Student businesses build on LaGrange County's success

What does it take to start a new business in LaGrange County? The LaGrange County Economic Development Corporation (EDC) decided to give students the chance to find out with an annual contest, Launch LaGrange.

About to start its fourth year, the Launch LaGrange program gives high school students the opportunity to design and start their own businesses. It’s a county-wide competition that includes students from all three public high schools and Howe Military Academy. The grand prize winner Peyton Schrock received a $5,000 startup grant for his business Schrock Mobile Poultry Butchering and Processing.

According to Melissa Pettit, who is the Office Manager of the LaGrange County EDC, students are informed about the contest when teachers at their schools put up posters advertising the competition—usually in September.

“Schools have their own competitions if they have enough (participants),” Pettit said, “And then there is a county competition.”

This past year, there were six overall contestants who competed in the county-wide competition. Of those six, three were chosen for the grand prize, first prize, and second runner-up.

The grand prize winner Peyton Schrock received a $5,000 startup grant for his business Schrock Mobile Poultry Butchering and Processing, along with a $150 cash prize. His concept is to provide chickens, feed, and butchering services for those who want to raise their own poultry for meat without the hassle of transporting or butchering—a business that will serve the rural communities of LaGrange County well.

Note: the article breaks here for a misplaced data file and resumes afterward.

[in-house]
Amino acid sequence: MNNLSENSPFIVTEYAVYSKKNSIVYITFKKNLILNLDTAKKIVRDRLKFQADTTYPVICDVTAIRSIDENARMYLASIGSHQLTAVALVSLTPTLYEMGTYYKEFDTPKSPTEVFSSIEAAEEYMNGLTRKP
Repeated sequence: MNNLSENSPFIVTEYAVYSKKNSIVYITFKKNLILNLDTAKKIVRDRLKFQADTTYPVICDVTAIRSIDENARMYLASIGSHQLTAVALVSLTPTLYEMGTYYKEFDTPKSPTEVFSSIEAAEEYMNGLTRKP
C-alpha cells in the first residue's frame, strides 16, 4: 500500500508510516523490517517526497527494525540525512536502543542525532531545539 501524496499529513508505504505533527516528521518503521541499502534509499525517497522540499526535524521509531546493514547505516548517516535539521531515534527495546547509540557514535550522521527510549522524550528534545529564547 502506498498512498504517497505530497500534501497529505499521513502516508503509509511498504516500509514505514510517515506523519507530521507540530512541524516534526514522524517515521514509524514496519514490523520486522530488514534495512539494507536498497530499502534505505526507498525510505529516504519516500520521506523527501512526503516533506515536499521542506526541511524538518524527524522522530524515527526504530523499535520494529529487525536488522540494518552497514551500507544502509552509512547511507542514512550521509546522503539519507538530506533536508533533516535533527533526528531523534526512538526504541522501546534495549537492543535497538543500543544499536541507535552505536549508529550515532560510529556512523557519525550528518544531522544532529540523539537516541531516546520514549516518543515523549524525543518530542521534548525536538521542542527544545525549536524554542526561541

According to Pettit, student projects for Launch LaGrange are graded on four areas: product market fit; team makeup and presentation; money and financial projections; and business, story, and vision.

Judges for the competition include former winners, as well as representatives from Ivy Tech, Indiana Tech, Goshen College, Farmers State Bank, and other area businesses.

All of the top three winners received a range of scholarship offers from Indiana Tech, Ivy Tech, and Goshen College to further their educations, as well.

Pettit says the goal of Launch LaGrange is to “get high schoolers thinking about being in business (in LaGrange County)” and “bring more business to the county.”

The grand prize-winning business from the 2016-17 contest is an example of these ideas called Shipshewana Pedicabs.

Shipshewana Pedicabs take tourists to destinations around Shipshewana.

Created by a team of students—Isaiah Lehman, Josh Grogg, and Erik Mellinger—the business uses electric-assisted bicycle-driven passenger cabs to take guests from the hotel to the Shipshewana market, on tours, and over area bike trails.

Now operating in its second year, Shipshewana Pedicabs helps the LaGrange County region capitalize on its local Amish businesses and attractions, while putting students to work investing in their community.

Its active Instagram account shows people of all ages enjoying the rides and draws attention to other regional businesses, as well.

Shipshewana Pedicabs promote other regional businesses on their Instagram account.

That’s what Launch LaGrange is all about, says President and CEO of the LaGrange County EDC Bill Bradley.

It’s about attracting and retaining talent and industries in LaGrange County and building on everything the area has to offer.

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